The evolution of a physical system can be modelled in the time domain using a state-space representation. To do this, we choose several variables as the state variables, which together specify the state of the system at any given time. The state variables must be linearly independent. If a system is represented by an nth-order differential equation, then generally we require n state variables. Several other variables make up the input to the system, and the output is represented as a set of variables that can be expressed in terms of the state and input variables.

State Equations Edit

What it comes down to is that we end up with a set of two matrix/vector equations in \mathbb{R}^n (where n is the order of the system). x is the vector of state variables, u is the input vector, and y is the output vector.

\mathbf{\dot{x}} = \mathbf{Ax} + \mathbf{Bu}

\mathbf{y} = \mathbf{Cx} + \mathbf{Du}

Laplace Transform Solution Edit

We can work out the transient response of a system to an input by solving the state equations, using the Laplace transform. (Yes, we are allowed to use the Laplace transform on a vector; we do this by applying the transform to each component of the vector).

\mathcal{L}\{\mathbf{\dot{x}} = \mathbf{Ax} + \mathbf{Bu}\} \Rightarrow s \mathbf{X}(s) - \mathbf{x}(0) = \mathbf{AX}(s) + \mathbf{BU}(s)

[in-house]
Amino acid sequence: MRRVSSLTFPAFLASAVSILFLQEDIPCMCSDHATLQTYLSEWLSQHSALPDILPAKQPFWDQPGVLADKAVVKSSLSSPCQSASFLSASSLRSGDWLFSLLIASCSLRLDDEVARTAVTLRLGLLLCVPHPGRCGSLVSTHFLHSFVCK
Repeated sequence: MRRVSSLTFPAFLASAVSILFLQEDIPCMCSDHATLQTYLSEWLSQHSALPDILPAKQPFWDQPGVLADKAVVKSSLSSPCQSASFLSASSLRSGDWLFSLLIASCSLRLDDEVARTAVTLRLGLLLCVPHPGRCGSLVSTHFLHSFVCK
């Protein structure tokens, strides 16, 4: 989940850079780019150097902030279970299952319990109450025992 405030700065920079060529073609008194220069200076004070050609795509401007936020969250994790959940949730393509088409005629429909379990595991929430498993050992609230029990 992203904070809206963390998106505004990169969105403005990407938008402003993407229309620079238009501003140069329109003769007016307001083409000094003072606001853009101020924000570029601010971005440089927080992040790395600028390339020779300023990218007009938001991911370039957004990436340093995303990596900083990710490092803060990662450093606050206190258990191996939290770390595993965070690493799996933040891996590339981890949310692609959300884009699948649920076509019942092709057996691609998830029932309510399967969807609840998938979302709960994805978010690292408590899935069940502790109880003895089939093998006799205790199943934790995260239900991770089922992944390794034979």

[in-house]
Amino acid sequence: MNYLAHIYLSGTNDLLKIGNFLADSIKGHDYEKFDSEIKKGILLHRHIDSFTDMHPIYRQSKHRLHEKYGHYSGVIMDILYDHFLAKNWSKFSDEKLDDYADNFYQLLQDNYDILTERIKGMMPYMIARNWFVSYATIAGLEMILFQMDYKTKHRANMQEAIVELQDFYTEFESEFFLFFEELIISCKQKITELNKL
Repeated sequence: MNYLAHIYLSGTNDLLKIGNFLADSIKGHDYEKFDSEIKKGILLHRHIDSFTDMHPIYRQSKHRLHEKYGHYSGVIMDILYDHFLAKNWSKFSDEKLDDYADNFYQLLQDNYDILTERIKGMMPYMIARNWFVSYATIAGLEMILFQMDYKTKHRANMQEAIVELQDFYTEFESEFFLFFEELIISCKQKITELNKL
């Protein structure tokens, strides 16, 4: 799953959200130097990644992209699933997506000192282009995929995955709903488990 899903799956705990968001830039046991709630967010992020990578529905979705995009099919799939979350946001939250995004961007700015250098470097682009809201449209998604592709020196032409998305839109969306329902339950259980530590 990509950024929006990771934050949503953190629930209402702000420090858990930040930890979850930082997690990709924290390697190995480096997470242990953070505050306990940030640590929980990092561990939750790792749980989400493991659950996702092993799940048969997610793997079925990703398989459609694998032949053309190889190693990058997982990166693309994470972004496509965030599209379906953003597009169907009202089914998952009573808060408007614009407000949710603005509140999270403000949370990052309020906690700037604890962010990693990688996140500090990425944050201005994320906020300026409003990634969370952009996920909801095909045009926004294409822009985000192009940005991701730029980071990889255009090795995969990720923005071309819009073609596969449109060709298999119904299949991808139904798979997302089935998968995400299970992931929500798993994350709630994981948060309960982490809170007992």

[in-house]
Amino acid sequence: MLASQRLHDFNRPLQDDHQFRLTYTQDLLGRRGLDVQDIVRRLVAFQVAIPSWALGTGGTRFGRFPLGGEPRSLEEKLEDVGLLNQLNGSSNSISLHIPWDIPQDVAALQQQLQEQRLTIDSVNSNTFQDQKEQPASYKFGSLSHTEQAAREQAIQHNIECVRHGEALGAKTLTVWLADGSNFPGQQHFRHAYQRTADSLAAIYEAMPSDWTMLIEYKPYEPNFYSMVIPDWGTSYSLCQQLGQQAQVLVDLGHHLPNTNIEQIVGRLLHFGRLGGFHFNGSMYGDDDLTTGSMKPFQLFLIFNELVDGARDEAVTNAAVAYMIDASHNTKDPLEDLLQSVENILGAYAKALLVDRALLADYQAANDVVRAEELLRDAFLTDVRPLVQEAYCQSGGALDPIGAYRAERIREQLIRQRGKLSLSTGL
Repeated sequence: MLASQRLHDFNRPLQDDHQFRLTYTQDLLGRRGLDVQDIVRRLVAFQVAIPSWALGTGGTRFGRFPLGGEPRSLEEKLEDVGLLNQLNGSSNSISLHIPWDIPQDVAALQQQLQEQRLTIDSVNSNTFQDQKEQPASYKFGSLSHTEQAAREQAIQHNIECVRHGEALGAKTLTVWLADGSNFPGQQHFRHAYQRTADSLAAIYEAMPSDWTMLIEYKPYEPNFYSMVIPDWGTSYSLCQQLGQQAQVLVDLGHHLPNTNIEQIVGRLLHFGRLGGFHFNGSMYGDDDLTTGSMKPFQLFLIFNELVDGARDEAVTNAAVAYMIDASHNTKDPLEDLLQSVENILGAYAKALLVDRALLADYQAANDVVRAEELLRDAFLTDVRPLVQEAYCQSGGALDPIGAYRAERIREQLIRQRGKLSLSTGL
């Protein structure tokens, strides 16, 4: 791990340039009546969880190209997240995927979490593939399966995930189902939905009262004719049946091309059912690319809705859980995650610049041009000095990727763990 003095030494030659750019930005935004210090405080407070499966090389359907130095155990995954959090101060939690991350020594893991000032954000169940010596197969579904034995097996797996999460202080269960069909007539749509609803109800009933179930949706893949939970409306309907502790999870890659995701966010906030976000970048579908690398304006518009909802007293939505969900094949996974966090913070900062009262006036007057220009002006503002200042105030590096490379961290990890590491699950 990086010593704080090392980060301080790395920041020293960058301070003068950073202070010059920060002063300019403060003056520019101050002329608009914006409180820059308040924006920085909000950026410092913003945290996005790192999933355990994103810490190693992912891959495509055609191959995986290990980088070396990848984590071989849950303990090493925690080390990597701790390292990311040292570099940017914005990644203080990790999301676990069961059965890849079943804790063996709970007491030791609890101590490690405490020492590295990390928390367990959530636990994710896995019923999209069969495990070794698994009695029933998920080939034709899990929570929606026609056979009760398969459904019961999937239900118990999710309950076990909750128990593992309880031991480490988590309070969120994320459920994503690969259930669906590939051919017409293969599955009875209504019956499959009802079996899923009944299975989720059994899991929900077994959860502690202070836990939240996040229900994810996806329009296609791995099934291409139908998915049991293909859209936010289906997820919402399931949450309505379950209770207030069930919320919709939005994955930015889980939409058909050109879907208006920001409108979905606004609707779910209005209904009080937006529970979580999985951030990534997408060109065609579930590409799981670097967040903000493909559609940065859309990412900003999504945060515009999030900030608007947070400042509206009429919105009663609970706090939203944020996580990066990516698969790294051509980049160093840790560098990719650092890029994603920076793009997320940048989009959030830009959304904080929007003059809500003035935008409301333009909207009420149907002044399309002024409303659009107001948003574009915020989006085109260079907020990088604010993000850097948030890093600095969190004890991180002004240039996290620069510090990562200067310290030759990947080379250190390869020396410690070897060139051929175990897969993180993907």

which rearranges into

\mathbf{X}(s) = (s\mathbf{I} - \mathbf{A})^{-1}[\mathbf{x}(0) + \mathbf{BU}(s)]

We can now sub this value into the transform of the output equation:

\mathbf{Y}(s) = \mathbf{CX}(s) + \mathbf{DU}(s)

Equivalent Transfer Function Edit

We can obtain the the equivalent transfer function for the system as a special case of the Laplace transform solution, by letting the initial conditions be equal to 0.

\mathbf{X}(s) = (s\mathbf{I} - \mathbf{A})^{-1}\mathbf{BU}(s)

\mathbf{Y}(s) = \mathbf{C}(s\mathbf{I} - \mathbf{A})^{-1}\mathbf{BU}(s) + \mathbf{DU}(s) = [\mathbf{C}(s\mathbf{I} - \mathbf{A})^{-1}\mathbf{B} + \mathbf{D}]\mathbf{U}(s)

G(s) = \frac{Y(s)}{U(s)} = \mathbf{C}(s\mathbf{I} - \mathbf{A})^{-1}\mathbf{B} + \mathbf{D}

Transfer Function Poles Edit

As a shortcut to getting the poles of the transfer function, it turns out that they are equal to the eigenvalues of the matrix A. If you don't remember what eigenvalues are, they are the solutions to the equation \det ( s \mathbf{I} - \mathbf{A} ) = 0.

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